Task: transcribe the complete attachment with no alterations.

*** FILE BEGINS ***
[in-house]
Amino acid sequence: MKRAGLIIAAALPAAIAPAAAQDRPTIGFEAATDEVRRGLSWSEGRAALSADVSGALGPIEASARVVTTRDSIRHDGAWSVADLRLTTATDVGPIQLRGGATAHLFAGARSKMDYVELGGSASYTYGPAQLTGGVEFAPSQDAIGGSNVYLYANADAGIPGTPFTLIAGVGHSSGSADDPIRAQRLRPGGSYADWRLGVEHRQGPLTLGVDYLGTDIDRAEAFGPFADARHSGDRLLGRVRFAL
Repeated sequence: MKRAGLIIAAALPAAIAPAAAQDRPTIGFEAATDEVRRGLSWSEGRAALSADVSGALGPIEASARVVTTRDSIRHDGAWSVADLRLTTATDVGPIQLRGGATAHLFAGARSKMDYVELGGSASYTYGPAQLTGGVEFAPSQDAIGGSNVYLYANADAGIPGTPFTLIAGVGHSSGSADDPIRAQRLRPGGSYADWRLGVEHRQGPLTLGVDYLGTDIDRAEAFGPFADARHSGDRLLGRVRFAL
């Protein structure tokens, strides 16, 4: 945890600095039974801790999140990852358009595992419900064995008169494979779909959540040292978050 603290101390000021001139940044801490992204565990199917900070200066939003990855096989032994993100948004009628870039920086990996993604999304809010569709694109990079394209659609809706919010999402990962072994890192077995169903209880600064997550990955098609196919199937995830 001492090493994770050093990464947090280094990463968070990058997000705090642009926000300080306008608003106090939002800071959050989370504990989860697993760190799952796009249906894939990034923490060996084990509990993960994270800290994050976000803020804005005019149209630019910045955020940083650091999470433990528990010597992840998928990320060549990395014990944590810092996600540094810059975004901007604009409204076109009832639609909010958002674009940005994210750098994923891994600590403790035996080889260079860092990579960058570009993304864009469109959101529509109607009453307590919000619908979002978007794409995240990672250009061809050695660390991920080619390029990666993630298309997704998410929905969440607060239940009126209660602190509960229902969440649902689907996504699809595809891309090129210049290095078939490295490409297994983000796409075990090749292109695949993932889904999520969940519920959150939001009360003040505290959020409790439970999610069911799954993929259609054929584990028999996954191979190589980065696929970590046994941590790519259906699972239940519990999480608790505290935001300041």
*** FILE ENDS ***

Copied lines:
[in-house]
Amino acid sequence: MKRAGLIIAAALPAAIAPAAAQDRPTIGFEAATDEVRRGLSWSEGRAALSADVSGALGPIEASARVVTTRDSIRHDGAWSVADLRLTTATDVGPIQLRGGATAHLFAGARSKMDYVELGGSASYTYGPAQLTGGVEFAPSQDAIGGSNVYLYANADAGIPGTPFTLIAGVGHSSGSADDPIRAQRLRPGGSYADWRLGVEHRQGPLTLGVDYLGTDIDRAEAFGPFADARHSGDRLLGRVRFAL
Repeated sequence: MKRAGLIIAAALPAAIAPAAAQDRPTIGFEAATDEVRRGLSWSEGRAALSADVSGALGPIEASARVVTTRDSIRHDGAWSVADLRLTTATDVGPIQLRGGATAHLFAGARSKMDYVELGGSASYTYGPAQLTGGVEFAPSQDAIGGSNVYLYANADAGIPGTPFTLIAGVGHSSGSADDPIRAQRLRPGGSYADWRLGVEHRQGPLTLGVDYLGTDIDRAEAFGPFADARHSGDRLLGRVRFAL
């Protein structure tokens, strides 16, 4: 945890600095039974801790999140990852358009595992419900064995008169494979779909959540040292978050 603290101390000021001139940044801490992204565990199917900070200066939003990855096989032994993100948004009628870039920086990996993604999304809010569709694109990079394209659609809706919010999402990962072994890192077995169903209880600064997550990955098609196919199937995830 001492090493994770050093990464947090280094990463968070990058997000705090642009926000300080306008608003106090939002800071959050989370504990989860697993760190799952796009249906894939990034923490060996084990509990993960994270800290994050976000803020804005005019149209630019910045955020940083650091999470433990528990010597992840998928990320060549990395014990944590810092996600540094810059975004901007604009409204076109009832639609909010958002674009940005994210750098994923891994600590403790035996080889260079860092990579960058570009993304864009469109959101529509109607009453307590919000619908979002978007794409995240990672250009061809050695660390991920080619390029990666993630298309997704998410929905969440607060239940009126209660602190509960229902969440649902689907996504699809595809891309090129210049290095078939490295490409297994983000796409075990090749292109695949993932889904999520969940519920959150939001009360003040505290959020409790439970999610069911799954993929259609054929584990028999996954191979190589980065696929970590046994941590790519259906699972239940519990999480608790505290935001300041």